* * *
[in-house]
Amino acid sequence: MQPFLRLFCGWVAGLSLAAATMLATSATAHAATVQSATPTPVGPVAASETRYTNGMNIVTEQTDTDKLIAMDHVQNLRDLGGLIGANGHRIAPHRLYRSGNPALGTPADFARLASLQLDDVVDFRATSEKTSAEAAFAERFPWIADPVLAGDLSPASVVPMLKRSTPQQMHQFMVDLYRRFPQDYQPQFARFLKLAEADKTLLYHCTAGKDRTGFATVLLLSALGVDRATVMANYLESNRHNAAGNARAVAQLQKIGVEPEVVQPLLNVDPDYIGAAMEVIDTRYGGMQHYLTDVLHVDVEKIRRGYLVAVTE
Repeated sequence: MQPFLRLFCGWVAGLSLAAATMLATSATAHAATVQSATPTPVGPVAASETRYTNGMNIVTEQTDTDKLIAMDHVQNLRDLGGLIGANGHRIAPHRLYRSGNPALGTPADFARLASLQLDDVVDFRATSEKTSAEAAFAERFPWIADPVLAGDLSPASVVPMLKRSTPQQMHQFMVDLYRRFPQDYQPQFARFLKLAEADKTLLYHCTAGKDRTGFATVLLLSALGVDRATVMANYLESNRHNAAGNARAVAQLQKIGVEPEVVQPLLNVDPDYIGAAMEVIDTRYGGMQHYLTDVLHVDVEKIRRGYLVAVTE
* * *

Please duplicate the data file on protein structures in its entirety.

[in-house]
Amino acid sequence: MQPFLRLFCGWVAGLSLAAATMLATSATAHAATVQSATPTPVGPVAASETRYTNGMNIVTEQTDTDKLIAMDHVQNLRDLGGLIGANGHRIAPHRLYRSGNPALGTPADFARLASLQLDDVVDFRATSEKTSAEAAFAERFPWIADPVLAGDLSPASVVPMLKRSTPQQMHQFMVDLYRRFPQDYQPQFARFLKLAEADKTLLYHCTAGKDRTGFATVLLLSALGVDRATVMANYLESNRHNAAGNARAVAQLQKIGVEPEVVQPLLNVDPDYIGAAMEVIDTRYGGMQHYLTDVLHVDVEKIRRGYLVAVTE
Repeated sequence: MQPFLRLFCGWVAGLSLAAATMLATSATAHAATVQSATPTPVGPVAASETRYTNGMNIVTEQTDTDKLIAMDHVQNLRDLGGLIGANGHRIAPHRLYRSGNPALGTPADFARLASLQLDDVVDFRATSEKTSAEAAFAERFPWIADPVLAGDLSPASVVPMLKRSTPQQMHQFMVDLYRRFPQDYQPQFARFLKLAEADKTLLYHCTAGKDRTGFATVLLLSALGVDRATVMANYLESNRHNAAGNARAVAQLQKIGVEPEVVQPLLNVDPDYIGAAMEVIDTRYGGMQHYLTDVLHVDVEKIRRGYLVAVTE